Jackson admitted to spending $750,000 worth of campaign funds on televisions, appliances, movie tickets and jewelry. He will be sentenced July 1 and faces a possible four years in prison.
Several of his former constituents have written to U.S. District Judge Robert L. Wilkins, asking him to hand down the maximum sentence, The Hill reported.
"Murder would be a lighter crime, as these defendants have used the political hopes and dreams of the constituents as a blank check for deceit," Gregory Ritter wrote to the judge. "The crimes of this magnitude are not like a traffic ticket."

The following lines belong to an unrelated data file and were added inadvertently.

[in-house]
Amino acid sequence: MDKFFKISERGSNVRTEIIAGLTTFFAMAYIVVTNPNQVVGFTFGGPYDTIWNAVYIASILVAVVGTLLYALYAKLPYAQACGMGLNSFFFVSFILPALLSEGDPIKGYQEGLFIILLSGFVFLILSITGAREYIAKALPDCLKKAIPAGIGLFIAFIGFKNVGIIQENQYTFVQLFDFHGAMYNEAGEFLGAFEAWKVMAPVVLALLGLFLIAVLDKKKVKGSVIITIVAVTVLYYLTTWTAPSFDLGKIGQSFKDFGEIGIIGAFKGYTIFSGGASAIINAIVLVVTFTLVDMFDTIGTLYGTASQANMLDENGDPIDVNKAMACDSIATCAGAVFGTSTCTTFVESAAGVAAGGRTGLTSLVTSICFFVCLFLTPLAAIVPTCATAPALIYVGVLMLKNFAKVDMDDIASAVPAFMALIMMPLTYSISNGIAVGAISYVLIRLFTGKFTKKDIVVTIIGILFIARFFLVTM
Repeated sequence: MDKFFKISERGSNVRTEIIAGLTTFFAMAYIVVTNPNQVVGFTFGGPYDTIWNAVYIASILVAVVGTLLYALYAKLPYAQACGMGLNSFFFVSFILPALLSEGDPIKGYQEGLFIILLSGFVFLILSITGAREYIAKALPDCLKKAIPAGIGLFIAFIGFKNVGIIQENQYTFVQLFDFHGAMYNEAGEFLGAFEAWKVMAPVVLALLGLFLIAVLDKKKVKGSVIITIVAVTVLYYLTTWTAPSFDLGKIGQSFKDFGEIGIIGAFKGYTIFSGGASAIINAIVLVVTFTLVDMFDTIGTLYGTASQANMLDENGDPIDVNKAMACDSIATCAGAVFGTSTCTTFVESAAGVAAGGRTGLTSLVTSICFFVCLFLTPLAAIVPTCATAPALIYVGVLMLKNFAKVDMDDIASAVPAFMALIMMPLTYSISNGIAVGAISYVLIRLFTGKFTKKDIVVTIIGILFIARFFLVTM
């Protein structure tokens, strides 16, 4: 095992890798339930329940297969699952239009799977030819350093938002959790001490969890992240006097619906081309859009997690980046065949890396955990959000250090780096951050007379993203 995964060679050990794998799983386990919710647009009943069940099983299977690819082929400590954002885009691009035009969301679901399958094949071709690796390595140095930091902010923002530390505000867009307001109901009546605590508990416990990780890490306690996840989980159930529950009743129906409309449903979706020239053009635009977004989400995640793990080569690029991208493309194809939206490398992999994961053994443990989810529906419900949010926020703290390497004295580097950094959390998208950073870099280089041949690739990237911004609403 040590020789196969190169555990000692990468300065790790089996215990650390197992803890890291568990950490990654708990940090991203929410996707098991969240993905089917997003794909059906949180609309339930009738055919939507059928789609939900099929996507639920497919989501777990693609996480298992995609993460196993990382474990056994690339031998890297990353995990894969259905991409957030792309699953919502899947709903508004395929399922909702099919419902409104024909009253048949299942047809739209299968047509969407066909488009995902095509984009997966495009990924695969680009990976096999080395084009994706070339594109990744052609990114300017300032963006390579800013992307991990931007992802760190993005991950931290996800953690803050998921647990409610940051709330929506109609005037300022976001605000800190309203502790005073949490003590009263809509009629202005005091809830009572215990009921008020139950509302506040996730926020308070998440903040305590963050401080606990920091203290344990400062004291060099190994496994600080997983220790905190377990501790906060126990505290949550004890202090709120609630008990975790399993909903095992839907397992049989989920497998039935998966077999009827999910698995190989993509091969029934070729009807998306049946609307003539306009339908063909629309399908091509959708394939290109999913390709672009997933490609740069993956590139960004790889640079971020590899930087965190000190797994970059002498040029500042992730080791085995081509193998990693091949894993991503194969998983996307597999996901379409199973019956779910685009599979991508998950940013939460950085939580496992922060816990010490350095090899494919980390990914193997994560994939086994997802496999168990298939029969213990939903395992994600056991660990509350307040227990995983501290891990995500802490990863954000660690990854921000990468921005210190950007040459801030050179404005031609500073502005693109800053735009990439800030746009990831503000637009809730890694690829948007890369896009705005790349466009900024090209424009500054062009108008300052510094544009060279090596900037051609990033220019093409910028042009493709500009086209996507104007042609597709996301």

Many others agreed.
"A strong message needs to be sent and an example needs to be made!" Martin Dettmer wrote. "Please do everything in your power to see that Representative Jackson pays, and pays dearly, for his egregious and repulsive behavior."
Jackson's defense lawyers have petitioned for leniency, and have argued their client is mentally unstable.